Re: Solve or Reduce on a monstrosity of an expresssion (and a prize!)

• To: mathgroup at smc.vnet.net
• Subject: [mg57391] Re: Solve or Reduce on a monstrosity of an expresssion (and a prize!)
• From: Daniel Lichtblau <danl at wolfram.com>
• Date: Thu, 26 May 2005 04:31:44 -0400 (EDT)
• References: <200505230620.CAA04045@smc.vnet.net> <EEA0FBBD-9C31-419A-8D0B-7C73AE4DA32E@akikoz.net> <Pine.LNX.4.58.0505231817420.9452@boston.eecs.umich.edu> <458D701E-37FA-425F-89C4-52A5628E22CF@akikoz.net> <Pine.LNX.4.58.0505241736010.24188@boston.eecs.umich.edu> <1D91709F-1E4D-4B98-95F5-695F7BD65577@akikoz.net> <Pine.LNX.4.58.0505242049410.3527@boston.eecs.umich.edu> <F016112F-BF6B-4D4E-8A3C-1F38AB3DDC5F@akikoz.net> <Pine.LNX.4.58.0505251303210.3527@boston.eecs.umich.edu>
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```Daniel Reeves wrote:
> yikes.  ok, let's assume that all works.  So it remains to show that both
> of the following expressions of n are zero for all n >= 2.  Strangely,
> FullSimplify can do this for all specific n up to 113 but 114 seems to
> stump it.
>
> here are the expressions:
> [...]

I can point out some aspects to a probabilistic argument. Making it into
a full fledged proof would require figuring out some bounds that offhand
I don't know how to do, then verifying for appropriately many cases.

First you need to show that there are 2 roots for each x, at least when
n>=2. For this it suffices to show it holds for generic n. Since we
cannot seem to do that computationally, instead do it for "random" n.
Calling your expression fp, do, say,

fp7 = Simplify[fp /. n->7]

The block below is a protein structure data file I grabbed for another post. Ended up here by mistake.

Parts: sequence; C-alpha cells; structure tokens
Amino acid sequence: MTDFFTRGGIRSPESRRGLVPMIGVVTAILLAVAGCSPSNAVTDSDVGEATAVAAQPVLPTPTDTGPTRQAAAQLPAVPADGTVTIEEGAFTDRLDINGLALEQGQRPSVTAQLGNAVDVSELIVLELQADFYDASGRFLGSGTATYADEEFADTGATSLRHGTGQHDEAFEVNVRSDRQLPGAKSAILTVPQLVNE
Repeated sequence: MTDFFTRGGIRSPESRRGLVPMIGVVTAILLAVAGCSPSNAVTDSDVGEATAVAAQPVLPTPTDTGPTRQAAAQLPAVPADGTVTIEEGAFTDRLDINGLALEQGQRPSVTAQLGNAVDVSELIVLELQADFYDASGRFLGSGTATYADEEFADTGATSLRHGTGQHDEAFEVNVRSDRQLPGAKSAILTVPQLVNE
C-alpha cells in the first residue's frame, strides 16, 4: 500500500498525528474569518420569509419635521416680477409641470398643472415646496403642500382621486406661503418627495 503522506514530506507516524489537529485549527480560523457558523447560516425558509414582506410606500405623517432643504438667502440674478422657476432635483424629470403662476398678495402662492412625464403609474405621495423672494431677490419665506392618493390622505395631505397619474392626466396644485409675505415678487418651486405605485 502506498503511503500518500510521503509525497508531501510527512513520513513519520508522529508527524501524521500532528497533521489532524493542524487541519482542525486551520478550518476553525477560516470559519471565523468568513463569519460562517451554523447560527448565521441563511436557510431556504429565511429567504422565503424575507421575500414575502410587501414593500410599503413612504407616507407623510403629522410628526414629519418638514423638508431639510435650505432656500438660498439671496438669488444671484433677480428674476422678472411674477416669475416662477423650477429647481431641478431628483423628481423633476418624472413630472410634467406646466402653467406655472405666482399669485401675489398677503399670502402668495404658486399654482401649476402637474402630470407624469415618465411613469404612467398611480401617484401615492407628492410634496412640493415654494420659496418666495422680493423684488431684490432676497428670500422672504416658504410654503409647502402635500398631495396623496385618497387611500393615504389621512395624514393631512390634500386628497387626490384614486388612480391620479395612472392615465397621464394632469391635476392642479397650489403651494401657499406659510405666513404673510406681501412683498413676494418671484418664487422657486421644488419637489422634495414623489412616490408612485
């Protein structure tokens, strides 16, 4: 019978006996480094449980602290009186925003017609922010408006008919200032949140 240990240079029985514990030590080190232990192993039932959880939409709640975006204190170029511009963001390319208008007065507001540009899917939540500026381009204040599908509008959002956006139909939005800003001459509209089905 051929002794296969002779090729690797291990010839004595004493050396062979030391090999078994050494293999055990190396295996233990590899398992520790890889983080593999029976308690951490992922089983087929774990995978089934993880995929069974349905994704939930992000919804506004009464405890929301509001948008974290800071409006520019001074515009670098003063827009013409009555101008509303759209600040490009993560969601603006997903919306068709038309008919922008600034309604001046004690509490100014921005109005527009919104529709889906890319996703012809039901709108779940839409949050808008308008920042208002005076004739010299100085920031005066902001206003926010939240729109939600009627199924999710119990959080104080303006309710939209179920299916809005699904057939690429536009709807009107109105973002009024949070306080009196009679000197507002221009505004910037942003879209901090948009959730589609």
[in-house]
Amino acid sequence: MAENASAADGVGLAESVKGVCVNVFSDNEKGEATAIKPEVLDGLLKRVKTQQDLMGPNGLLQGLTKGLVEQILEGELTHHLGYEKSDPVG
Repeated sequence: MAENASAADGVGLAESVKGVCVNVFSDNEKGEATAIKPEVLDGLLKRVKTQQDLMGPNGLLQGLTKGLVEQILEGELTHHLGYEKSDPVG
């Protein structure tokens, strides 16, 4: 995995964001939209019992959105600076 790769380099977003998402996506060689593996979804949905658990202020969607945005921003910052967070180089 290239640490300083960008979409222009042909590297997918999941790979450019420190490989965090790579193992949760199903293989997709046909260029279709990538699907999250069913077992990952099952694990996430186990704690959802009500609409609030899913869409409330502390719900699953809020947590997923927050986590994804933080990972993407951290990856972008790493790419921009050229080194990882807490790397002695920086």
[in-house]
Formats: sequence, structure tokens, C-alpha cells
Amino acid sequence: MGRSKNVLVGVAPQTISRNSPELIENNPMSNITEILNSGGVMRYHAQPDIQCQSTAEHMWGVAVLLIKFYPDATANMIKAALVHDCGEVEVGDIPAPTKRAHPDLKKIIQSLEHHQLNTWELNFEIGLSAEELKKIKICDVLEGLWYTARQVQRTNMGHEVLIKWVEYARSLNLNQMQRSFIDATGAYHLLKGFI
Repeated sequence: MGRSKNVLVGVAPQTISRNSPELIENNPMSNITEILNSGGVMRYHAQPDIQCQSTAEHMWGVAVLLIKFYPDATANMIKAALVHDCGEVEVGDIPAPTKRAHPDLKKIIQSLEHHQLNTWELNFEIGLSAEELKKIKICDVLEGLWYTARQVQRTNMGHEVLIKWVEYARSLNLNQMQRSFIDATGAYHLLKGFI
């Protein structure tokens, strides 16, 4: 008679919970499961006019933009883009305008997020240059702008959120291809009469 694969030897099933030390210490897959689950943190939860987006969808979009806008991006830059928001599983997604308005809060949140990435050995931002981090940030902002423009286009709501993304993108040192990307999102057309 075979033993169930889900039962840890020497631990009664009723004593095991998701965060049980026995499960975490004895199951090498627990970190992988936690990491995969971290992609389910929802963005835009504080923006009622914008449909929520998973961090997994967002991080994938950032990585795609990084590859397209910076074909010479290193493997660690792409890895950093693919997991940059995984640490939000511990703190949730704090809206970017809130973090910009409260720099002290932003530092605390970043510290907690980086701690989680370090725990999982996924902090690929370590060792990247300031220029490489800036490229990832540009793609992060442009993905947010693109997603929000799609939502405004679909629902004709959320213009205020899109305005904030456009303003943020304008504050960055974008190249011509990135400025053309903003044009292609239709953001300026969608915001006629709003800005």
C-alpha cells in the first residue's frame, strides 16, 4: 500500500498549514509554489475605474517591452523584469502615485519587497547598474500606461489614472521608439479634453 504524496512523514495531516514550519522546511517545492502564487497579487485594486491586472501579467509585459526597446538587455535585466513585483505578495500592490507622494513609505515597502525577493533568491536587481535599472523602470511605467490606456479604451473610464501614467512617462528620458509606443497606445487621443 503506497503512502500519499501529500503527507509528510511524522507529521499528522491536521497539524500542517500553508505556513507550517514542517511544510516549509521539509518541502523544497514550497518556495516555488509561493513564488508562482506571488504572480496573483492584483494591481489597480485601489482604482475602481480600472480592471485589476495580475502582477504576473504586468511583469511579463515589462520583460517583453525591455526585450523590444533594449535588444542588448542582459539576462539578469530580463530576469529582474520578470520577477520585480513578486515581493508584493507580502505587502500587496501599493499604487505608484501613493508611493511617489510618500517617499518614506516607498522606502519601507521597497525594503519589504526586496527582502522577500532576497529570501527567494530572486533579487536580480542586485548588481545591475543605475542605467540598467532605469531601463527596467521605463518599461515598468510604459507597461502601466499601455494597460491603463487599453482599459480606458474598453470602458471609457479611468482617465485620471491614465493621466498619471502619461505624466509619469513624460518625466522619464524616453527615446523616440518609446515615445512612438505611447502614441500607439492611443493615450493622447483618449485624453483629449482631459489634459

gb7 = GroebnerBasis[fp7,x]

Now check for a quadratic polynomial (in x) in gb7. If you find one,
that means there are at most 2 solutions when n=7. This can of course be
repeated for other values of n. The point is that, for integers larger
than 2, this computation appears to be feasible. Offhand I think this
idea (of verifying at sufficiently many values of n) suffices, though
there may be a lurking branch cut issue. Note that showing there are two
solutions for n=7 is not quite sufficient in and of itself because 7
might not be generic. In this setting, nongeneric points would lie on a
variety (roots of a polynomial), hence be a set of measure zero.

Verification that x->(n-1)/n and x->-(n+1)^2/(n*(n-1)) are the two
solutions can be done by making the substitutions into fp and verifying,
for sufficiently many n>=2, that these vanish. The reason is that
univariate algebraic functions vanishing at sufficiently many integer
points vanish everywhere that branches don't change (e.g. x-Sqrt[x^2]
vanishes on positive integers and indeed on all positive reals). I think
the branch cut issue goes away when you have the proviso that n>=2,
because for the substitutions above all radicands are positive in that
region. But maybe I'm missing something and there is more to it than this.

I should mention that if you did not know those were the appropriate
substitutions, they might be deduced by finding particular {x,n} pairs
and getting more values via homotopy continuation (basically, setting up
and solving an ODE via NDSolve). Values from this could then be used to
interpolate an implicit relation. This was the gist of some work I
described in a note last week:

http://forums.wolfram.com/mathgroup/archive/2005/May/msg00627.html

Offhand I do not know how well it would work for your particular
algebraic expression, but it strikes me as a plausible approach. (A
better one for this case might be to take an implicit plot of the zero
set of fp and guess the relation).

Daniel Lichtblau
Wolfram Research

```

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